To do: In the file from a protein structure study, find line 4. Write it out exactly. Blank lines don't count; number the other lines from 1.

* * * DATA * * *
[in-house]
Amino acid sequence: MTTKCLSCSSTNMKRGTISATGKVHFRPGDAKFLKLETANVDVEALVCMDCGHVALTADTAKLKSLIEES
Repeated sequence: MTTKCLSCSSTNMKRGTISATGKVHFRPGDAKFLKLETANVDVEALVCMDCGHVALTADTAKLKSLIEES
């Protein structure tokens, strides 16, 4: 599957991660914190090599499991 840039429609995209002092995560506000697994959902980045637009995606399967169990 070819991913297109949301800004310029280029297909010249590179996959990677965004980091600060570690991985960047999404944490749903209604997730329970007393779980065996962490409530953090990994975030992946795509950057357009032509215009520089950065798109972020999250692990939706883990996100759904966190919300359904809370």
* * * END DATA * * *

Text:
């Protein structure tokens, strides 16, 4: 599957991660914190090599499991 840039429609995209002092995560506000697994959902980045637009995606399967169990 070819991913297109949301800004310029280029297909010249590179996959990677965004980091600060570690991985960047999404944490749903209604997730329970007393779980065996962490409530953090990994975030992946795509950057357009032509215009520089950065798109972020999250692990939706883990996100759904966190919300359904809370």